Accessible PDF can help your organization improve communications, reduce overhead and help you stand out from the rest. What’s not to like?
The W3C’s Web Accessibility Initiative did a great job summarizing the components of a business case for web accessibility aligned with WCAG 2.0. The following article is not intended to amend or substitute for their excellent and far more extensive efforts.
It’s simply that not all content is web content; there are electronic documents to consider as well.
Accessible PDF works better for everyone
The benefits of accessible electronic documents go well beyond people with disabilities and the organizations interacting with them. With PDF/UA support in readers and AT, older and mobile device users could benefit from a tailored – yet consistent – reading experience of PDF/UA conforming files. Once search engines index PDF content using PDF tags, almost everyone who uses the internet with benefit from improved search results.
Organizations delivering accessible PDF files via website, email, download and other means will benefit by reduced legal risk, demonstration of social responsibility and increased customer satisfaction and loyalty due to improved communications.
By aligning measures to enable and promote accessibility with core business functions, organizations can realize significant return on investment (ROI) that reduces the costs of implementation and training to ensure that electronic documents are accessible. Once the full social, technical and financial benefits of electronic documents are understood, it often becomes clear that the true ROI of accessibility efforts is significantly greater than initially estimated.
The technical and operational details of electronic document accessibility in the PDF context tend to focus on ensuring the needs of users with blindness and motor-function limitations are met. Getting it right for these users in the PDF format requires attention to a lot of detailed technical points, many with inadequate definitions in ISO 32000-1, the file format specification for PDF.
That’s really why PDF/UA was created; to clarity how to achieve accessibility given the mechanisms outlined (but under-specified) in PDF itself.
Once reliable, consistent content identification, ordering and semantics are addressed, solutions for users with other disabilities become far easier to achieve.
EXAMPLE: Well tagged PDF files (that is, properly validated with a tool such as CommonLook PDF) may be used to generate clean HTML, which in turn may be styled for some needs, or read aloud with on-screen highlighting for other users.
PDF is extremely popular for extremely good reasons
PDF is an electronic mimic of paper, the preferred document technology for the vast majority of the past 2,000 years (or so). For record-keeping, for drafting, for compiling, for filing, for archiving – PDF is a key technology in the modern world because it has the ability to (literally) substitute for paper.
There are as many ways to use PDF as there are to use paper as a medium for documents. Actually, there are considerably MORE ways to use PDF.
Fundamentally PDF is useful and important because while being electronic it’s still very similar to paper in (almost) all important ways.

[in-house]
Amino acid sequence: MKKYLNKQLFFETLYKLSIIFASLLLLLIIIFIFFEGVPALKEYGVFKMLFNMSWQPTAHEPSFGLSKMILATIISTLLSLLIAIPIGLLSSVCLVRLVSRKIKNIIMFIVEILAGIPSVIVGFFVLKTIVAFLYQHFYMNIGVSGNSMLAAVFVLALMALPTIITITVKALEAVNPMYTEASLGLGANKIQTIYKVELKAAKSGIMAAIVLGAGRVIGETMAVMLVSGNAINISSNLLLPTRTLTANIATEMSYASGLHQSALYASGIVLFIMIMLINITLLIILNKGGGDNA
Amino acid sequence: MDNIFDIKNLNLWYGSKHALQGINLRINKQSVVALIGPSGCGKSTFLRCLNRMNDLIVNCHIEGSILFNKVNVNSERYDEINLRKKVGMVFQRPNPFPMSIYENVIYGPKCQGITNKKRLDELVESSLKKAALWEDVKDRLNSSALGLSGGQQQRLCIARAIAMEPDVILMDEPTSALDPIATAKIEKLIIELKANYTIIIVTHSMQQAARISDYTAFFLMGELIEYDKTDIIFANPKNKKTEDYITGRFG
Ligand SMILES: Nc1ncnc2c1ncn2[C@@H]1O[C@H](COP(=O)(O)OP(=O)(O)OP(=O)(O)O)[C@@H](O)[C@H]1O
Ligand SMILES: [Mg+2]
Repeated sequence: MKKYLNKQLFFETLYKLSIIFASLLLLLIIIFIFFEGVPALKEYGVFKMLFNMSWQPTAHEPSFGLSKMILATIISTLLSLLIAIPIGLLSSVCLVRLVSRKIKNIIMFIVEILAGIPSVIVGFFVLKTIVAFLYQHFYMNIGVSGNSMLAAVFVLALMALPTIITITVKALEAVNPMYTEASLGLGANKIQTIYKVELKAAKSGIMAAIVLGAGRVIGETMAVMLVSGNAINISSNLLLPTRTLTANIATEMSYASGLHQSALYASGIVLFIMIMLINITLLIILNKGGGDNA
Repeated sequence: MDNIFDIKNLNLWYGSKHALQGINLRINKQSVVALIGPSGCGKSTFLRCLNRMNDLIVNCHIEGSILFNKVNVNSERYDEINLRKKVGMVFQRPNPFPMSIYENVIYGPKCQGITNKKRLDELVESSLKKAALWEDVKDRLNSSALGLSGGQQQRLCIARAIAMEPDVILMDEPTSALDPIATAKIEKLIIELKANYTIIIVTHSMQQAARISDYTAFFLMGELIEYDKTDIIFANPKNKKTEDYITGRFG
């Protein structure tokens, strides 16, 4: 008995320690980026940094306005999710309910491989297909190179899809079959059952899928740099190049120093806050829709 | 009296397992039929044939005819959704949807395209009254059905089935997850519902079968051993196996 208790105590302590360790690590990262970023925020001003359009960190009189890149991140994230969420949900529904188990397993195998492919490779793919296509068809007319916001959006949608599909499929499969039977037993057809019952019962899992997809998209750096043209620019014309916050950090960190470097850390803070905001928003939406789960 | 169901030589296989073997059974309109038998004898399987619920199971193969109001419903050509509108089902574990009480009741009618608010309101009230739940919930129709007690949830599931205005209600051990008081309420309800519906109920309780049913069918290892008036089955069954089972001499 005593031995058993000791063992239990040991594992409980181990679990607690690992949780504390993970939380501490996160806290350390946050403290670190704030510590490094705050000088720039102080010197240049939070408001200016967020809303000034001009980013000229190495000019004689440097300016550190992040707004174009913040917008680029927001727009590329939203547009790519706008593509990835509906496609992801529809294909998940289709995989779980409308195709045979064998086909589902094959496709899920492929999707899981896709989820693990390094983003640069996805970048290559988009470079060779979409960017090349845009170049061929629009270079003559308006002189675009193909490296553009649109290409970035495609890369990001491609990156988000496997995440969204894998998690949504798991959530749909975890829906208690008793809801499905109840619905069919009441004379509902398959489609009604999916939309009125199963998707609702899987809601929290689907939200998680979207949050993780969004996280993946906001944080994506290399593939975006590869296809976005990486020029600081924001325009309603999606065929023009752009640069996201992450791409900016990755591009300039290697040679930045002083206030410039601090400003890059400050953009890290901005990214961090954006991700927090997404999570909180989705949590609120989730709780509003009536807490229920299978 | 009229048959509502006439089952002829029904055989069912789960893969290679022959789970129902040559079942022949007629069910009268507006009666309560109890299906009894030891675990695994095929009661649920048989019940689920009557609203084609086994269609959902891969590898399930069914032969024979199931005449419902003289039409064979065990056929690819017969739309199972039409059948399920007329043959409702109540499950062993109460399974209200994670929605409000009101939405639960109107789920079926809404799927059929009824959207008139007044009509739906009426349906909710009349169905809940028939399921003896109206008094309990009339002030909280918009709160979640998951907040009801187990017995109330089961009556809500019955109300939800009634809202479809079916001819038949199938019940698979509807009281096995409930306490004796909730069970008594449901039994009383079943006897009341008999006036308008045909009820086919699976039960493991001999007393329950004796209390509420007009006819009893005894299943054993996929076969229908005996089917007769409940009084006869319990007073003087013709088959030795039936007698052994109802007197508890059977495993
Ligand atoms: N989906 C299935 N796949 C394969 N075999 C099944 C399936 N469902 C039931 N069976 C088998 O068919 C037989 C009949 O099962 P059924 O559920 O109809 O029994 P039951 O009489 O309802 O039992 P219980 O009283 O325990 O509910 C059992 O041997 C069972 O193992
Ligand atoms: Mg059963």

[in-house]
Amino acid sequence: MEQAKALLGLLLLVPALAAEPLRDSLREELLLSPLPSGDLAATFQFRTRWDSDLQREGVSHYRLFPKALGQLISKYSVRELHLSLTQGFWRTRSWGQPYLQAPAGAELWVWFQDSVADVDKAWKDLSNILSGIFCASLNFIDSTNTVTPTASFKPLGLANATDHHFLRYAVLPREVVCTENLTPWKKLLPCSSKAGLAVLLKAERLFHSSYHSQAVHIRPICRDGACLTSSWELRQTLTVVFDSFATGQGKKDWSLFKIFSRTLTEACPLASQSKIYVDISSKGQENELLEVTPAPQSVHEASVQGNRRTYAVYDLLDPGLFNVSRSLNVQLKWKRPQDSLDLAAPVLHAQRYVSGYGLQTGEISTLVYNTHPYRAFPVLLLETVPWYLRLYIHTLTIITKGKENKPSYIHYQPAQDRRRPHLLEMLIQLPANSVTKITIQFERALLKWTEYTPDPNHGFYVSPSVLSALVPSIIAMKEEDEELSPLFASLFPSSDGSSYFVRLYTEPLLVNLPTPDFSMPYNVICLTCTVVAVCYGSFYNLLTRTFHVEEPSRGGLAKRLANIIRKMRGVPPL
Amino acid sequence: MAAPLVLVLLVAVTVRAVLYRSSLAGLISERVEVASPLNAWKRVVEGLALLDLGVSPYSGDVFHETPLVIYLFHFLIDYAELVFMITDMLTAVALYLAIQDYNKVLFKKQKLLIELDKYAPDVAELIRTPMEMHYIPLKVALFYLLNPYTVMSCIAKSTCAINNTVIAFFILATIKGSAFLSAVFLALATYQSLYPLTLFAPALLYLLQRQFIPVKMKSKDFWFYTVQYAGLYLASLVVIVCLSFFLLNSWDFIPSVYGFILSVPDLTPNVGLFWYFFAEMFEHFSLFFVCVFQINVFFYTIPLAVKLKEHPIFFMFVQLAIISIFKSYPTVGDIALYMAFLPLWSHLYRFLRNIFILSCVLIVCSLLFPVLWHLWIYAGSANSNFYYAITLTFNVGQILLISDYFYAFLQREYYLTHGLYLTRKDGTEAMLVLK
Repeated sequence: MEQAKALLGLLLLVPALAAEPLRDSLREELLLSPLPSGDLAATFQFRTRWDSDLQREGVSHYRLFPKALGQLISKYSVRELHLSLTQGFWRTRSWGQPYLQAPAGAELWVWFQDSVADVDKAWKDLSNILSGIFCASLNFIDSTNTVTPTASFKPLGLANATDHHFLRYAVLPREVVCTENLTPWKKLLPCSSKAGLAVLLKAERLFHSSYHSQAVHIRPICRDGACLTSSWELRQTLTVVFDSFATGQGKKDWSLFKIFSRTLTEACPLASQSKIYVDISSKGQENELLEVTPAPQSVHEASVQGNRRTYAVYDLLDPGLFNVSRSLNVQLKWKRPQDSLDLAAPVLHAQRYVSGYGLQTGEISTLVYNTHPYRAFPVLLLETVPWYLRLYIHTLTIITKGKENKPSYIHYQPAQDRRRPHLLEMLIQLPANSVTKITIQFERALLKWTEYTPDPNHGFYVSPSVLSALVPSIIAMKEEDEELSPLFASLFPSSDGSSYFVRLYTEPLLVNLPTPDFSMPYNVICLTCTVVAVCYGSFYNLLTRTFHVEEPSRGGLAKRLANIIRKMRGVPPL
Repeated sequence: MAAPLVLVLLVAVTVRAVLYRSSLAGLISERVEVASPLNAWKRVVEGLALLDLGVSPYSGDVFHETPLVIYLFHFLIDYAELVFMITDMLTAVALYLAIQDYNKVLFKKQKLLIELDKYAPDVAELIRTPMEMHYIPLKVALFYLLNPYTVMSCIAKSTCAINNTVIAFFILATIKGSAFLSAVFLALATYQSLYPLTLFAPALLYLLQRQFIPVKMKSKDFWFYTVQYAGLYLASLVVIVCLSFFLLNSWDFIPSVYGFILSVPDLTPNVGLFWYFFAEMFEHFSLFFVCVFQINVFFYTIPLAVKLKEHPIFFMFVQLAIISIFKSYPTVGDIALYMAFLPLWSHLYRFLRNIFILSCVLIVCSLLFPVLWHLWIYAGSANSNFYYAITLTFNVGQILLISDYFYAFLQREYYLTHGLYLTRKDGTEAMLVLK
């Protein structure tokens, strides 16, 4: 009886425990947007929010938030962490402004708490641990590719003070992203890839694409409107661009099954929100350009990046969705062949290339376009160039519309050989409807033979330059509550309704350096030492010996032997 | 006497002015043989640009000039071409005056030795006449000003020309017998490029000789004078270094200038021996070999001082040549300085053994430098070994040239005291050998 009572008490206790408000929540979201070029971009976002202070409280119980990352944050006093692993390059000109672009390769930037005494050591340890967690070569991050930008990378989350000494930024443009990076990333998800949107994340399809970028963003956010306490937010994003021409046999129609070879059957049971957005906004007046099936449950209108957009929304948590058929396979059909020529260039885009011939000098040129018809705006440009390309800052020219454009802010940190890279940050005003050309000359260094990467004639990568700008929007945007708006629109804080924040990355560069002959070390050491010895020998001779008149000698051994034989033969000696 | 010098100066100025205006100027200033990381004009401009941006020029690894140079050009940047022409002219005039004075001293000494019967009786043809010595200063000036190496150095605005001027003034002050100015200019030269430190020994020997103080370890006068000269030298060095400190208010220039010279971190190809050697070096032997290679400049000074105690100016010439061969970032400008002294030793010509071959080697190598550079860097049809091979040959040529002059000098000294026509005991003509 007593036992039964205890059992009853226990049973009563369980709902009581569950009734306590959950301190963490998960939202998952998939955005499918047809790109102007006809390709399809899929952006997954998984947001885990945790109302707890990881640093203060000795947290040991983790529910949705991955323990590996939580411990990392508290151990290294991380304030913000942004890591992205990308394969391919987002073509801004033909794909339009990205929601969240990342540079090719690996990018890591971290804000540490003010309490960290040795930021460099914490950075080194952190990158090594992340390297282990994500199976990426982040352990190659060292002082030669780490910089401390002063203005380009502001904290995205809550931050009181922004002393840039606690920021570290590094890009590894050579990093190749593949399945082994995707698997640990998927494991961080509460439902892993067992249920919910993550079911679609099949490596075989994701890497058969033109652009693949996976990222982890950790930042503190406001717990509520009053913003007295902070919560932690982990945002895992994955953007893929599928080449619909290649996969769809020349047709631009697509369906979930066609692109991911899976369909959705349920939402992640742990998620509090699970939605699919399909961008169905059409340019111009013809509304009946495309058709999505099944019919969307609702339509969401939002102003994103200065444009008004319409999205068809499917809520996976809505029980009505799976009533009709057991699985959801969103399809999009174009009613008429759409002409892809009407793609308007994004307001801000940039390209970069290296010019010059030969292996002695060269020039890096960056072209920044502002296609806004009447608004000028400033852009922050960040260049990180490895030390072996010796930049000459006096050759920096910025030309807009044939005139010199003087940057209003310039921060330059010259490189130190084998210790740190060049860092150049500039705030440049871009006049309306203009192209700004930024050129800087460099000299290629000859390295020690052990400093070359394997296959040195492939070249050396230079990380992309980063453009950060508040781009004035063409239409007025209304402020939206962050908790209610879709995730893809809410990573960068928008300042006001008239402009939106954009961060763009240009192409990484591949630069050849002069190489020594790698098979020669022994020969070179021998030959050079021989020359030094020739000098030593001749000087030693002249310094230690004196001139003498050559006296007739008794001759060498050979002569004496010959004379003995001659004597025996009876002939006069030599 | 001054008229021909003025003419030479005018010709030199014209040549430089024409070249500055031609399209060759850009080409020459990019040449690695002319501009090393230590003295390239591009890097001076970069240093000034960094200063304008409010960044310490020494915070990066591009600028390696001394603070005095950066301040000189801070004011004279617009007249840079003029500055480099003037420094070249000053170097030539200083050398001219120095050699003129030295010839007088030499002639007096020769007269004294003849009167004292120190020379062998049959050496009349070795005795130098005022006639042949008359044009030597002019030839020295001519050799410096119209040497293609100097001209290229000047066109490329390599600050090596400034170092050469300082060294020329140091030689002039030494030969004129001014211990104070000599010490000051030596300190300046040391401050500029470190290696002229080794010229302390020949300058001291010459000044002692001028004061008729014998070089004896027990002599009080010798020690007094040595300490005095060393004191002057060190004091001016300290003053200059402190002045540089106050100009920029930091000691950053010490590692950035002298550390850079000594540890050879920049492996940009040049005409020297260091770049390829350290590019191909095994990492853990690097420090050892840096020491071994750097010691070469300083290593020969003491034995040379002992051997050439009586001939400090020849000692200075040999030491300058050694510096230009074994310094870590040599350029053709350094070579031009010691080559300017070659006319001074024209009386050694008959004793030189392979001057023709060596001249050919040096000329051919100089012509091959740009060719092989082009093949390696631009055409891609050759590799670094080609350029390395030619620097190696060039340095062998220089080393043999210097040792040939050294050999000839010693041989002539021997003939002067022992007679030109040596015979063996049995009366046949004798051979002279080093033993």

As such, PDF files play a key and growing role in many aspects of communications. In almost any setting and in every economic sector, from banking to education to healthcare and government, PDF is uncontested as the “final-form” electronic document format of choice.
PDF is popular for manuals, formal reports, invoices, application forms, clinical records, mortgages and a myriad of other types of situations where portability and reliability are key.
It is, therefore, essential that PDF be accessible in order to provide equal access and equal opportunities to people with disabilities. As the WAI points out, the UN Convention on the Rights of Persons with Disabilities (2006) recognizes accessible information and communications technologies as a basic human right.
Real Business Value from Accessible, Usable PDF
Let’s go through a few cases in which the electronic document (as distinct from web content) perspective is key to understanding accessibility, enhancing communications and business value.
Getting on the Same Page
Before we even talk about fancy PDF forms – what about a typical PDF file and its pages. What is a “page” anyway? According to WCAG 2.0 a “web page” doesn’t just mean static HTML but can mean an “entire virtual interactive community”.
Ok, let’s not do “virtual interactive communities” inside PDF. Let’s start with the more prosaic question: does “web page” mean a single PDF page (akin to a single side of paper, or a static HTML page), or does it apply to an entire PDF document of however many pages?
There’s quite a big difference, but WCAG 2.0 doesn’t recognize it.
PDFs often differ from what one thinks of as “typical web pages” because they are often dozens, hundreds or thousands of pages long. Long as they may be, PDF pages aren’t usually navigated with links. All users, AT users included, tend to depend on headings or PDF’s bookmarks feature instead.
PDF pages often include printed page numbers which can be critical for navigational purposes but aren’t really part of the document’s content. Does the sheer size of a document affect requirements for accessibility? WCAG 2.0 doesn’t really speak to any of this.